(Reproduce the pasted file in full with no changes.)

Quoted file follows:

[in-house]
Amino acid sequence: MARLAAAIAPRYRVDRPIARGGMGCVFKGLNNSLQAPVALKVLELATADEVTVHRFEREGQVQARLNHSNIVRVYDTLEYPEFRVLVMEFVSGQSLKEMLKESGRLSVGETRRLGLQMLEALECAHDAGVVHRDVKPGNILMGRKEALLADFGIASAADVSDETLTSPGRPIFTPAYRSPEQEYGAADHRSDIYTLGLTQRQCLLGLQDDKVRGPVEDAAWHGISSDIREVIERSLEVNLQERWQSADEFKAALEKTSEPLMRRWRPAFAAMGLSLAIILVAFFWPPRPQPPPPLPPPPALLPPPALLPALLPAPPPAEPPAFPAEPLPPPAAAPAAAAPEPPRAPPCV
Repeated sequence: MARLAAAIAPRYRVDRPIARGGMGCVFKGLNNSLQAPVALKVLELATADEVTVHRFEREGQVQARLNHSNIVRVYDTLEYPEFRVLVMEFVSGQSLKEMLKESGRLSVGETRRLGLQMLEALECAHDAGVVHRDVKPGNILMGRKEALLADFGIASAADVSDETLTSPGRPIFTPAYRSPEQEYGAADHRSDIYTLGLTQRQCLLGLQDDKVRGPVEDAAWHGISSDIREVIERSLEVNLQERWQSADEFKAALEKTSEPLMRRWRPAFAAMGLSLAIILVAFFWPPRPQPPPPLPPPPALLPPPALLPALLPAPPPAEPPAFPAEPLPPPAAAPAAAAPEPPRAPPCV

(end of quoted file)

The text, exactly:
[in-house]
Amino acid sequence: MARLAAAIAPRYRVDRPIARGGMGCVFKGLNNSLQAPVALKVLELATADEVTVHRFEREGQVQARLNHSNIVRVYDTLEYPEFRVLVMEFVSGQSLKEMLKESGRLSVGETRRLGLQMLEALECAHDAGVVHRDVKPGNILMGRKEALLADFGIASAADVSDETLTSPGRPIFTPAYRSPEQEYGAADHRSDIYTLGLTQRQCLLGLQDDKVRGPVEDAAWHGISSDIREVIERSLEVNLQERWQSADEFKAALEKTSEPLMRRWRPAFAAMGLSLAIILVAFFWPPRPQPPPPLPPPPALLPPPALLPALLPAPPPAEPPAFPAEPLPPPAAAPAAAAPEPPRAPPCV
Repeated sequence: MARLAAAIAPRYRVDRPIARGGMGCVFKGLNNSLQAPVALKVLELATADEVTVHRFEREGQVQARLNHSNIVRVYDTLEYPEFRVLVMEFVSGQSLKEMLKESGRLSVGETRRLGLQMLEALECAHDAGVVHRDVKPGNILMGRKEALLADFGIASAADVSDETLTSPGRPIFTPAYRSPEQEYGAADHRSDIYTLGLTQRQCLLGLQDDKVRGPVEDAAWHGISSDIREVIERSLEVNLQERWQSADEFKAALEKTSEPLMRRWRPAFAAMGLSLAIILVAFFWPPRPQPPPPLPPPPALLPPPALLPALLPAPPPAEPPAFPAEPLPPPAAAPAAAAPEPPRAPPCV